edwards-ranch-warbirds (Images: Mike Fizer; intact wartime instruments inside the Spitfire cockpit (left), Bf 109 wings at right)

The intrepid former movie pilot, now 81, made his fortune in oil and used the profits to fund his life-long passion for aviation, particularly World War Two-era warbirds that over the years have included a dozen P-51 Mustangs, a rare P-38 Lightning and an F-4U Corsair. Edwards donated the latter two to the Experimental Aviation Association in the 1980s, several decades after he helped found the Confederate Air Force (now known as the Commemorative Air Force). According to AOPA, Edwards never paid more than $15,000 for a Mustang, which can sell for around $1.5 million today.

edwards-ranch-p-51-mustang (Image: Mike Fizer; historic P-51 Mustang imported from Guatemala)

In addition to the historic European warbirds, his Texas ranch housed two Consolidated PBY Catalina flying boats and a remaining P-51 that Edwards imported from Guatemala in the early 1970s. It remained in much the same condition as it was in when it arrived.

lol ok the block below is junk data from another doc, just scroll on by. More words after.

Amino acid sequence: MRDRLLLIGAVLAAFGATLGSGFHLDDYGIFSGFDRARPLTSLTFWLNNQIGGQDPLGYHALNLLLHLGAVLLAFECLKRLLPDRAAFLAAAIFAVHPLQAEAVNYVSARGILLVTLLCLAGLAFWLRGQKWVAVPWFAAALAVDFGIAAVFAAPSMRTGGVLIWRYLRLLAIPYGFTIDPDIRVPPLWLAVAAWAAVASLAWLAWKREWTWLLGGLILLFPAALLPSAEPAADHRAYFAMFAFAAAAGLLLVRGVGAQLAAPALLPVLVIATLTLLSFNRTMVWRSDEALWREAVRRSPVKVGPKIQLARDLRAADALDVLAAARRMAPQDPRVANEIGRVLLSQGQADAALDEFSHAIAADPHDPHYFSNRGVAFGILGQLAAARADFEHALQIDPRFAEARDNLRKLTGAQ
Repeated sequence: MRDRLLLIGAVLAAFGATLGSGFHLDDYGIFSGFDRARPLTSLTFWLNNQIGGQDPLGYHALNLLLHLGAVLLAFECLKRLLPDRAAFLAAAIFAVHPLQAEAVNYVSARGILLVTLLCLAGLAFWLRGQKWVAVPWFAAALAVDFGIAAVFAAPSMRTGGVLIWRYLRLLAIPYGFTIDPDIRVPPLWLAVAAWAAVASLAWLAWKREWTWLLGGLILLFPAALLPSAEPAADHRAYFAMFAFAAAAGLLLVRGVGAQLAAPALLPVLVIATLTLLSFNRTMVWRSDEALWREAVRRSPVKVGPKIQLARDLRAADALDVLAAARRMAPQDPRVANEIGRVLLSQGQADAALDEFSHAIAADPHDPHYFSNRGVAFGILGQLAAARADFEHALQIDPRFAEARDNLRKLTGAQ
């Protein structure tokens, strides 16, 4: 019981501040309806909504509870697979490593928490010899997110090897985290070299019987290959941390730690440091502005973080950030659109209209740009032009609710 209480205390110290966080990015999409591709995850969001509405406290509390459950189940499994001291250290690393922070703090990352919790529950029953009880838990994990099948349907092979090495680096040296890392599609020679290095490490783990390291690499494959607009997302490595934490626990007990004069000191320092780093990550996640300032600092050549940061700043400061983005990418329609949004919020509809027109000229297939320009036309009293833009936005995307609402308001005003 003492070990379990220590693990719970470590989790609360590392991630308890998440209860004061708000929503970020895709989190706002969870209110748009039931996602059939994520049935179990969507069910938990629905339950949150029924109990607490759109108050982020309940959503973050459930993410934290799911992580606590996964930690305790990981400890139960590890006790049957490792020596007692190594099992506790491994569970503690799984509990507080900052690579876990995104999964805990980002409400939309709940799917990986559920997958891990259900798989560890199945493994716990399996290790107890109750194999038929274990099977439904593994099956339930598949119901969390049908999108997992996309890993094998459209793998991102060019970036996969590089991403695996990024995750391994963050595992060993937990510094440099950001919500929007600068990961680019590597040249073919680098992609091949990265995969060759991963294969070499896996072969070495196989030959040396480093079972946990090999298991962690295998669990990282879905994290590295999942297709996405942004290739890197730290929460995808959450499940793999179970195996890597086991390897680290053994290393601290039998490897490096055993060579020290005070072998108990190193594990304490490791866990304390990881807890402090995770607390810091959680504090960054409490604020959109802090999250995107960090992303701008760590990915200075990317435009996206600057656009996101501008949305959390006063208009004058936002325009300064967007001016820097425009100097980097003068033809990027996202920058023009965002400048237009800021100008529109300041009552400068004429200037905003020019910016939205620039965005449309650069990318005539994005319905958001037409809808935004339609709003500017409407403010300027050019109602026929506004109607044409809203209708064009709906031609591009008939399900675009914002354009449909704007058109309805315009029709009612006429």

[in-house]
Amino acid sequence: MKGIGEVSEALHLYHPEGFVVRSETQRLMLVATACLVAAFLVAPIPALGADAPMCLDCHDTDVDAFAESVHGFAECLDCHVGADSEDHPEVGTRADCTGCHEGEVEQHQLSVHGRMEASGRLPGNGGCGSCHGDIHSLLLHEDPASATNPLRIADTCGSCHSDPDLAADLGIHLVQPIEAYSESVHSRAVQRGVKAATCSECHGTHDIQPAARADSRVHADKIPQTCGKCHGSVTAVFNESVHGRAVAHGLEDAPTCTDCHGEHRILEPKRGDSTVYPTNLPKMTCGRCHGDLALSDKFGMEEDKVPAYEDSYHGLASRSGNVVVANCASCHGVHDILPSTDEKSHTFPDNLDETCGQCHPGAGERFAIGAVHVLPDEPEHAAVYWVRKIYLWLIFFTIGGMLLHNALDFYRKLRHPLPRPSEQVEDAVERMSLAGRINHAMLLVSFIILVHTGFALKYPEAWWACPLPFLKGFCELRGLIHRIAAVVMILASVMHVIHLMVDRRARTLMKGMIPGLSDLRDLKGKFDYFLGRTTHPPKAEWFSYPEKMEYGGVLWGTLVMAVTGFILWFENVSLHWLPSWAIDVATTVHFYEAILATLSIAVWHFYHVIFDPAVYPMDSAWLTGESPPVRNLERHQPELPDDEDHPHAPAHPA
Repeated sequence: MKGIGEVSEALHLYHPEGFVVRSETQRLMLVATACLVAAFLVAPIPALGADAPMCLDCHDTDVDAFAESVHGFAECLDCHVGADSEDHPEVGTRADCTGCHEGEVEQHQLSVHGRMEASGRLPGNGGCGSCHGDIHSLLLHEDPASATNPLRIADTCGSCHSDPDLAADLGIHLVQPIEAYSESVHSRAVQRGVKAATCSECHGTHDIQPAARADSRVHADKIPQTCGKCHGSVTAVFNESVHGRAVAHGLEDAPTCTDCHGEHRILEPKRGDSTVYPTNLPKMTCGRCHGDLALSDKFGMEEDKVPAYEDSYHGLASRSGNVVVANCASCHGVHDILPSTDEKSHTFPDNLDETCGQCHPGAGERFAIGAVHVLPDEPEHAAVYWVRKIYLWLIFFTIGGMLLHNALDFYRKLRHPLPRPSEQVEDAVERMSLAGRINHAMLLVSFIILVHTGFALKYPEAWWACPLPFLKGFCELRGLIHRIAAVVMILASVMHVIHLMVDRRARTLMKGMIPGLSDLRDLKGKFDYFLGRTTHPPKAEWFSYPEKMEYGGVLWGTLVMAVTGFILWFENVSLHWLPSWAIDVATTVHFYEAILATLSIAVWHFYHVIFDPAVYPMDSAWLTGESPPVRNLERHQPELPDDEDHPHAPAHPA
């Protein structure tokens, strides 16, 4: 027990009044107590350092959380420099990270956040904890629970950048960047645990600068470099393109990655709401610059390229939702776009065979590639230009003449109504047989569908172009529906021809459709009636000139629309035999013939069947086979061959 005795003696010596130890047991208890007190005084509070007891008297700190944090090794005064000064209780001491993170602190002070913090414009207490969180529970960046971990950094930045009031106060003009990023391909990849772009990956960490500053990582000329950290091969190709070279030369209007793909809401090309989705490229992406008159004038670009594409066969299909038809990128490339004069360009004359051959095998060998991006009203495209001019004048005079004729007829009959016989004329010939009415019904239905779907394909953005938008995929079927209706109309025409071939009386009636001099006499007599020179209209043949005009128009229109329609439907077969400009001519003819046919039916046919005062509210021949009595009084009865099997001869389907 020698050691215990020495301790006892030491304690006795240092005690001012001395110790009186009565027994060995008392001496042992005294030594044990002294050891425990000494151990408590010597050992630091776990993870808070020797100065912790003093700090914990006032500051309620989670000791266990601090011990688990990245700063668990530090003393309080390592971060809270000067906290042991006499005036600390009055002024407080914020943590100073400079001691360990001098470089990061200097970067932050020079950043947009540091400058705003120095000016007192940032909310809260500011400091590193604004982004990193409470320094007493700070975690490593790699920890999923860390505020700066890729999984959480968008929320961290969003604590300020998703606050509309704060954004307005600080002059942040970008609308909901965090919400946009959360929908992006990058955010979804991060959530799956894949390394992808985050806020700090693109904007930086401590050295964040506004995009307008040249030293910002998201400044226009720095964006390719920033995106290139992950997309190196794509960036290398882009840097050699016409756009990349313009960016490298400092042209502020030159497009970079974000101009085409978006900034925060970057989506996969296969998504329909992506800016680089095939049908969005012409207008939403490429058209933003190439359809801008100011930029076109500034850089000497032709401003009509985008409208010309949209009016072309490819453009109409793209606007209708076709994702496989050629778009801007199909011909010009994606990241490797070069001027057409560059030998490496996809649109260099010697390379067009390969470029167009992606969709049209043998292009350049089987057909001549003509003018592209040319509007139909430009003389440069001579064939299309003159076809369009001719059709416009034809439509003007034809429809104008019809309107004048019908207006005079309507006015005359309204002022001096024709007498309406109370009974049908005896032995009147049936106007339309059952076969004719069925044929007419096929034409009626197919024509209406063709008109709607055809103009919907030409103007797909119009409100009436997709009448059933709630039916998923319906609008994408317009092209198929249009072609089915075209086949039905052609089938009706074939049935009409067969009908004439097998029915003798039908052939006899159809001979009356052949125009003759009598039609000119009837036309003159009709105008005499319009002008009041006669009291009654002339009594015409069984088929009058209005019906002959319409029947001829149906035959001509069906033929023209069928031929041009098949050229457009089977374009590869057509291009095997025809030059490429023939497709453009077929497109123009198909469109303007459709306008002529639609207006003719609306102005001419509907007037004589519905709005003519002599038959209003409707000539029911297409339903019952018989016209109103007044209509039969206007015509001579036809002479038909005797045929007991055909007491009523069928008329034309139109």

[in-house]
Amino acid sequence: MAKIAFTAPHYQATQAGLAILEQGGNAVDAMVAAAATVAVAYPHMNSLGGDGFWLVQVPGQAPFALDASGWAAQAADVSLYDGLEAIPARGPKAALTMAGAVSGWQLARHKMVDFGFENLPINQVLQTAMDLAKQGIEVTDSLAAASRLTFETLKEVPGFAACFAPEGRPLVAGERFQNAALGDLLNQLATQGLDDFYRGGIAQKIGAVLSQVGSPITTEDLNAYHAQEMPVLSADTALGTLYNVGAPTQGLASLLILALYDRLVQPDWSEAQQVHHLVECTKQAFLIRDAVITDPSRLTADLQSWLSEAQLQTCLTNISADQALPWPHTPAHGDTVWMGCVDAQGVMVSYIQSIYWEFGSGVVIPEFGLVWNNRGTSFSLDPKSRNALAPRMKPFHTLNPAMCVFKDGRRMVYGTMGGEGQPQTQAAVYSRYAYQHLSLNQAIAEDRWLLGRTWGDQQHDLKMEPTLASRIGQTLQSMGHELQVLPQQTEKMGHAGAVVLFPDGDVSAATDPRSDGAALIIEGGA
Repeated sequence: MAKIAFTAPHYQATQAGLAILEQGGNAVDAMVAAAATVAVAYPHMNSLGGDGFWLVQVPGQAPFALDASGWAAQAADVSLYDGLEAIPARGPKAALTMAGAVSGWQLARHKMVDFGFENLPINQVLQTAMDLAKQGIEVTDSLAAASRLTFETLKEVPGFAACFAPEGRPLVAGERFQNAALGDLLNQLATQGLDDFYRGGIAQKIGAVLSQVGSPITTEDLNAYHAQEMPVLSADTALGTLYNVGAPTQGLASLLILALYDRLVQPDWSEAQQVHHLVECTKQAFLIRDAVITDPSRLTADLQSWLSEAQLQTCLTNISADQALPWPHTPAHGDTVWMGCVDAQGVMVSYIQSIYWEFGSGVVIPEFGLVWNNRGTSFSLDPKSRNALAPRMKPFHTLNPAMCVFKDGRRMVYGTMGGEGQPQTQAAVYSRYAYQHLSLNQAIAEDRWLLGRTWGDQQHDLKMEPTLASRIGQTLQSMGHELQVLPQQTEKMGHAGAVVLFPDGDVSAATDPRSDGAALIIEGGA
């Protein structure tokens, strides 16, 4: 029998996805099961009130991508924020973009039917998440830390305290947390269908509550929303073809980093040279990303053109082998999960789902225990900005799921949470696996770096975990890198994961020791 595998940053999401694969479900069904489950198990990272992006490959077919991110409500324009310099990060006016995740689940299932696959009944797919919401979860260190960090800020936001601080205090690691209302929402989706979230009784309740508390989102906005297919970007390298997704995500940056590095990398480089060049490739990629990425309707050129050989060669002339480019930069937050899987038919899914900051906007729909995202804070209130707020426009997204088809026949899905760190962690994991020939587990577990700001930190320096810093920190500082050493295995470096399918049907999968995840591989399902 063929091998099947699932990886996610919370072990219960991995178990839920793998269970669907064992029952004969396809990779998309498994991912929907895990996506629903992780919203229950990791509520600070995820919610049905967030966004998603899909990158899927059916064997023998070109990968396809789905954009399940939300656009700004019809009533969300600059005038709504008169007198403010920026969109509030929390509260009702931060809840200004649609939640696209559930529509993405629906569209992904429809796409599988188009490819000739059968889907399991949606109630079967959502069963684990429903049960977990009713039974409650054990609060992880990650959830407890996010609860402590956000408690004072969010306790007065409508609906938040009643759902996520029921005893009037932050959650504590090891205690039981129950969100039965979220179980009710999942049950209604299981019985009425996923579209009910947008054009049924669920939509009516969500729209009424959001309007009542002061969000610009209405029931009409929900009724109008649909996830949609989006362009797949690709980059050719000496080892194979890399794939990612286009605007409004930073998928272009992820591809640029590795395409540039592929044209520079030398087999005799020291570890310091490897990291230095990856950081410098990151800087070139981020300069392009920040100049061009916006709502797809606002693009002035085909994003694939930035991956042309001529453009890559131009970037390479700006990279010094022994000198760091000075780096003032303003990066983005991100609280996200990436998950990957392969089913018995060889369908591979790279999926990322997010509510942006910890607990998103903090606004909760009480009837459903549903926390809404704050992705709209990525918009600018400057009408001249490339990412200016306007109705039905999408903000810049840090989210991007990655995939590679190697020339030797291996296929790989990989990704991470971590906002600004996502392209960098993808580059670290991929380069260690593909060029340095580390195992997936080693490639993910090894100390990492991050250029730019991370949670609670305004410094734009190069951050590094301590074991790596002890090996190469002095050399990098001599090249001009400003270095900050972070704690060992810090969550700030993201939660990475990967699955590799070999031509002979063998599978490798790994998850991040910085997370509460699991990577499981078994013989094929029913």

Warbird restorer Terry Adams told AOPA that the collection was utterly unique. “There’s nothing left like this, where a person could come out here and purchase something and take it home and make a showpiece”, he said. “When you come here it always happens the same way: [people say] “oh my gosh, I can’t believe what I’m seeing”, and everyone does it. No-one misses that part.”

edwards-ranch-messerschmitt-bf-109-buchon (Image: Mike Fizer; four Messerschmitt Bf 109s (really Buchons) in various states of repair)

At the time of AOPA’s visit in July 2014, the Spitfire and Buchons hadn’t flown since around 1973, and Edwards’ warehouse seemed more like a long-forgotten storage facility for historic aircraft than a prized collection. But that’s what made the scene so incredible, as highly coveted airframes unseen for 40 years stood semi-dismantled beneath a blanket of dust, amid a seemingly endless supply of parts.

edwards-ranch-warbirds-engines (Image: Mike Fizer; Spitfires and Buchons used the same Merlin engine during Battle of Britain filming)